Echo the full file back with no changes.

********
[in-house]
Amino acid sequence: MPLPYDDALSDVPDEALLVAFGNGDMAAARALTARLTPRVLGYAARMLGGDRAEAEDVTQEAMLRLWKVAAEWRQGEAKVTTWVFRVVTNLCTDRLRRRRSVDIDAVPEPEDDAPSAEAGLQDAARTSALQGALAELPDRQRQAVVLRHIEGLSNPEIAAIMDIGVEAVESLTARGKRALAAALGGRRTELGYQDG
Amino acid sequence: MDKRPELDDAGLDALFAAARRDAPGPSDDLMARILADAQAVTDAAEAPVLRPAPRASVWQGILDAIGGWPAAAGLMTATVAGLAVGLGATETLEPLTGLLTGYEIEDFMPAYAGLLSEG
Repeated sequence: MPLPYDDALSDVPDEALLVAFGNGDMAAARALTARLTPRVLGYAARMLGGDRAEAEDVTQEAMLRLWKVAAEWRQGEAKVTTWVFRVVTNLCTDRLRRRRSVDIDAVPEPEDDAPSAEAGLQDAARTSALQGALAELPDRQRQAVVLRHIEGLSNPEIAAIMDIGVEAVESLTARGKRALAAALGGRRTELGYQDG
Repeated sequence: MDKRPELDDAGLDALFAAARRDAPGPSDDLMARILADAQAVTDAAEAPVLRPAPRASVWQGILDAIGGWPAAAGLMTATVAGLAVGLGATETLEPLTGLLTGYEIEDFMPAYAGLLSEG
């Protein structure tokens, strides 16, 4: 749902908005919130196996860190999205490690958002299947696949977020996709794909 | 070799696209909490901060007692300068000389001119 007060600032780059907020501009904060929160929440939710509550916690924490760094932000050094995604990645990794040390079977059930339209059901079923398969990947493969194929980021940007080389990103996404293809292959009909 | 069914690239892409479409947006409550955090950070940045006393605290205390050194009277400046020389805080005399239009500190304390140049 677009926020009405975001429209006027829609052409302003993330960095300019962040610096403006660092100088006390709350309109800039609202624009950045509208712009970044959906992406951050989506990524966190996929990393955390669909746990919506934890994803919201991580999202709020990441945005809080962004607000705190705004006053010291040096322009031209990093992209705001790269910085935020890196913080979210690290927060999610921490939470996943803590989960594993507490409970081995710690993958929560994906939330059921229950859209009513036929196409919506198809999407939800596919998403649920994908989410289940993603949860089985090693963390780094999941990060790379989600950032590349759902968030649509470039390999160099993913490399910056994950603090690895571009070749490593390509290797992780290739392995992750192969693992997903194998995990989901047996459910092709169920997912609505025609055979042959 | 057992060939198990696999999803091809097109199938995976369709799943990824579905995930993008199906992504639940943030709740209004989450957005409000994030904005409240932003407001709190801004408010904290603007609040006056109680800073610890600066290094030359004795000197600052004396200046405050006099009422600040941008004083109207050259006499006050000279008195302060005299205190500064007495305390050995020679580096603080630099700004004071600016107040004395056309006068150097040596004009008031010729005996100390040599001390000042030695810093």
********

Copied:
[in-house]
Amino acid sequence: MPLPYDDALSDVPDEALLVAFGNGDMAAARALTARLTPRVLGYAARMLGGDRAEAEDVTQEAMLRLWKVAAEWRQGEAKVTTWVFRVVTNLCTDRLRRRRSVDIDAVPEPEDDAPSAEAGLQDAARTSALQGALAELPDRQRQAVVLRHIEGLSNPEIAAIMDIGVEAVESLTARGKRALAAALGGRRTELGYQDG
Amino acid sequence: MDKRPELDDAGLDALFAAARRDAPGPSDDLMARILADAQAVTDAAEAPVLRPAPRASVWQGILDAIGGWPAAAGLMTATVAGLAVGLGATETLEPLTGLLTGYEIEDFMPAYAGLLSEG
Repeated sequence: MPLPYDDALSDVPDEALLVAFGNGDMAAARALTARLTPRVLGYAARMLGGDRAEAEDVTQEAMLRLWKVAAEWRQGEAKVTTWVFRVVTNLCTDRLRRRRSVDIDAVPEPEDDAPSAEAGLQDAARTSALQGALAELPDRQRQAVVLRHIEGLSNPEIAAIMDIGVEAVESLTARGKRALAAALGGRRTELGYQDG
Repeated sequence: MDKRPELDDAGLDALFAAARRDAPGPSDDLMARILADAQAVTDAAEAPVLRPAPRASVWQGILDAIGGWPAAAGLMTATVAGLAVGLGATETLEPLTGLLTGYEIEDFMPAYAGLLSEG
């Protein structure tokens, strides 16, 4: 749902908005919130196996860190999205490690958002299947696949977020996709794909 | 070799696209909490901060007692300068000389001119 007060600032780059907020501009904060929160929440939710509550916690924490760094932000050094995604990645990794040390079977059930339209059901079923398969990947493969194929980021940007080389990103996404293809292959009909 | 069914690239892409479409947006409550955090950070940045006393605290205390050194009277400046020389805080005399239009500190304390140049 677009926020009405975001429209006027829609052409302003993330960095300019962040610096403006660092100088006390709350309109800039609202624009950045509208712009970044959906992406951050989506990524966190996929990393955390669909746990919506934890994803919201991580999202709020990441945005809080962004607000705190705004006053010291040096322009031209990093992209705001790269910085935020890196913080979210690290927060999610921490939470996943803590989960594993507490409970081995710690993958929560994906939330059921229950859209009513036929196409919506198809999407939800596919998403649920994908989410289940993603949860089985090693963390780094999941990060790379989600950032590349759902968030649509470039390999160099993913490399910056994950603090690895571009070749490593390509290797992780290739392995992750192969693992997903194998995990989901047996459910092709169920997912609505025609055979042959 | 057992060939198990696999999803091809097109199938995976369709799943990824579905995930993008199906992504639940943030709740209004989450957005409000994030904005409240932003407001709190801004408010904290603007609040006056109680800073610890600066290094030359004795000197600052004396200046405050006099009422600040941008004083109207050259006499006050000279008195302060005299205190500064007495305390050995020679580096603080630099700004004071600016107040004395056309006068150097040596004009008031010729005996100390040599001390000042030695810093």